Research Spotlight: New method to estimate daily flow rates at streams that lack gauges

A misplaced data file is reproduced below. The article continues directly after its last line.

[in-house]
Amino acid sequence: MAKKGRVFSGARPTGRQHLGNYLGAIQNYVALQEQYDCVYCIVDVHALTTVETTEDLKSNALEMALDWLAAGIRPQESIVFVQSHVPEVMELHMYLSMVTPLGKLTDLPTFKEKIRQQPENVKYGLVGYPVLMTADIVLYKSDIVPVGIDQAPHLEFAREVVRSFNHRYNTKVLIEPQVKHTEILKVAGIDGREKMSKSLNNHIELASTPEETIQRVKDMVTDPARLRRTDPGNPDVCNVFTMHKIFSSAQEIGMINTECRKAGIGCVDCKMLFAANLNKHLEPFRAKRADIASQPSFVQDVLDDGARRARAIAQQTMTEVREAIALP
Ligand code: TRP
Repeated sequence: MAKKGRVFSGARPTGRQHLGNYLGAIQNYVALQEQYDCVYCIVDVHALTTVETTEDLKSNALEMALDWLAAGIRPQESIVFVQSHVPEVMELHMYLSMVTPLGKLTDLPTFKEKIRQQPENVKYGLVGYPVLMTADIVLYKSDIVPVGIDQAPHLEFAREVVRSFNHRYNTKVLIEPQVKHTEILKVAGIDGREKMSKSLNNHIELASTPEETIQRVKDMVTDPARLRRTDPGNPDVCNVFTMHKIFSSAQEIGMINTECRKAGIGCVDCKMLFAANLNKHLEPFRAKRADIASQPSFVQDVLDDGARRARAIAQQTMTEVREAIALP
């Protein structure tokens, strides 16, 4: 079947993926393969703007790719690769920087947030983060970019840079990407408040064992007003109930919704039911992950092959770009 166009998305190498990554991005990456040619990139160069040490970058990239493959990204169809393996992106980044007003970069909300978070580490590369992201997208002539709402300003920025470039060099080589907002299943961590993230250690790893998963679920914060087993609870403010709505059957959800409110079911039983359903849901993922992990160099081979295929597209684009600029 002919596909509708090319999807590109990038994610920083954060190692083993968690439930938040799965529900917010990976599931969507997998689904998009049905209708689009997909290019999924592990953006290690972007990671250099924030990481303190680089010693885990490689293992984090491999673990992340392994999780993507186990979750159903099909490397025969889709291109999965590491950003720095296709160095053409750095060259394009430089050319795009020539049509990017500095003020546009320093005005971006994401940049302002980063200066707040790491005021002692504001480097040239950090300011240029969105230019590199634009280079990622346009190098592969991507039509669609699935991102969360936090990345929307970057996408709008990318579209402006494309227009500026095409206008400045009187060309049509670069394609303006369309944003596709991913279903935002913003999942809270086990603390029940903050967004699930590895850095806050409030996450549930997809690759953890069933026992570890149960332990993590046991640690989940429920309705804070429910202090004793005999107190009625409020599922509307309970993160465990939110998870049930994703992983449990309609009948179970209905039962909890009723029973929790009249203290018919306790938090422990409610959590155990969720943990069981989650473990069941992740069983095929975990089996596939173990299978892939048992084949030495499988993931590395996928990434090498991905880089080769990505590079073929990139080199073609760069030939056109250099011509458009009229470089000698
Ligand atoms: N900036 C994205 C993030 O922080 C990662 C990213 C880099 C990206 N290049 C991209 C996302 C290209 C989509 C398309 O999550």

[1] Records of daily streamflow rates can help scientists estimate future runoff volumes or determine whether fish and other aquatic species have enough water to survive an upcoming season. Many streams are monitored by gauges; however, the sheer number of catchments throughout the United States makes it impractical to have instruments at every stream. As a result, scientists and water resources managers often face the problem of needing to know flow rates within ungauged streams. Archfield and Vogel have developed a method to estimate such flow rates. Using southern New England as a case study, the authors first selected a gauged stream and then, using statistical methods, compared the record of daily streamflow rates from that stream spanning the past 50 years to 27 other streams in the area. On the basis of this comparison, they made a map that marked out the region surrounding their stream where rates at the gauged stream were correlated to other streams about 98% of the time. The researchers then drew borders around the area where their stream matched other streams 95% of the time. Through a series of decreasing percentages of correlation, the authors built a spatial view of how closely their reference-gauged stream matched other streams in the region. (Water Resources Research, doi:10.1029/2009WR008481, 2010)